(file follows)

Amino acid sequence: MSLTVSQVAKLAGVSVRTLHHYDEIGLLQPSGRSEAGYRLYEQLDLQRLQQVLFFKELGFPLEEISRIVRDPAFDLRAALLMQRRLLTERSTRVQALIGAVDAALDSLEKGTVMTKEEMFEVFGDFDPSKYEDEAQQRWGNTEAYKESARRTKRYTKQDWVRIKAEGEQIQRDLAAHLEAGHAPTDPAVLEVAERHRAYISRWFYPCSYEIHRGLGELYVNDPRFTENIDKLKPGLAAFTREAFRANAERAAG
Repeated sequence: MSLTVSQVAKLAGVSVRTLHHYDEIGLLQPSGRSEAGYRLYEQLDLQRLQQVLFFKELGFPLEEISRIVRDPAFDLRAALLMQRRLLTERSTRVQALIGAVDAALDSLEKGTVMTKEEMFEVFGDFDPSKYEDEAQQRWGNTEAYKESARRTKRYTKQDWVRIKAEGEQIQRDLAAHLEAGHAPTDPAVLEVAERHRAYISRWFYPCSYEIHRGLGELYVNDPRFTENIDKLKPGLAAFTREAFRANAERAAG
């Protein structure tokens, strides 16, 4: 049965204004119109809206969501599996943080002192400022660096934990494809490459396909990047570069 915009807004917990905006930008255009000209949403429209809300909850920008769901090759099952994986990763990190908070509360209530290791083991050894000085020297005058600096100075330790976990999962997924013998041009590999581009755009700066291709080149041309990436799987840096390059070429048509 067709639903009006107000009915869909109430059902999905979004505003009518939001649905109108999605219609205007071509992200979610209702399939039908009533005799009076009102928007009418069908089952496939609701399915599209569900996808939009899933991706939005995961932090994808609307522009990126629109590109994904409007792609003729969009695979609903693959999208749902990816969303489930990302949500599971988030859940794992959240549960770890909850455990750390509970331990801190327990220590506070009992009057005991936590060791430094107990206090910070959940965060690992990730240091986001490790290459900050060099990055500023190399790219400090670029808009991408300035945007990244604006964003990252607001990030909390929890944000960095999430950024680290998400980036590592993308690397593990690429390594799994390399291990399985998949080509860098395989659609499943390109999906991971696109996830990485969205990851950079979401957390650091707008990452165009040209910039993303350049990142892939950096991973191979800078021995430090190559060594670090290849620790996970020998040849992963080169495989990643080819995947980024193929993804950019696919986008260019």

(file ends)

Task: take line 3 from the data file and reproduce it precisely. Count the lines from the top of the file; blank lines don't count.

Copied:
């Protein structure tokens, strides 16, 4: 049965204004119109809206969501599996943080002192400022660096934990494809490459396909990047570069 915009807004917990905006930008255009000209949403429209809300909850920008769901090759099952994986990763990190908070509360209530290791083991050894000085020297005058600096100075330790976990999962997924013998041009590999581009755009700066291709080149041309990436799987840096390059070429048509 067709639903009006107000009915869909109430059902999905979004505003009518939001649905109108999605219609205007071509992200979610209702399939039908009533005799009076009102928007009418069908089952496939609701399915599209569900996808939009899933991706939005995961932090994808609307522009990126629109590109994904409007792609003729969009695979609903693959999208749902990816969303489930990302949500599971988030859940794992959240549960770890909850455990750390509970331990801190327990220590506070009992009057005991936590060791430094107990206090910070959940965060690992990730240091986001490790290459900050060099990055500023190399790219400090670029808009991408300035945007990244604006964003990252607001990030909390929890944000960095999430950024680290998400980036590592993308690397593990690429390594799994390399291990399985998949080509860098395989659609499943390109999906991971696109996830990485969205990851950079979401957390650091707008990452165009040209910039993303350049990142892939950096991973191979800078021995430090190559060594670090290849620790996970020998040849992963080169495989990643080819995947980024193929993804950019696919986008260019």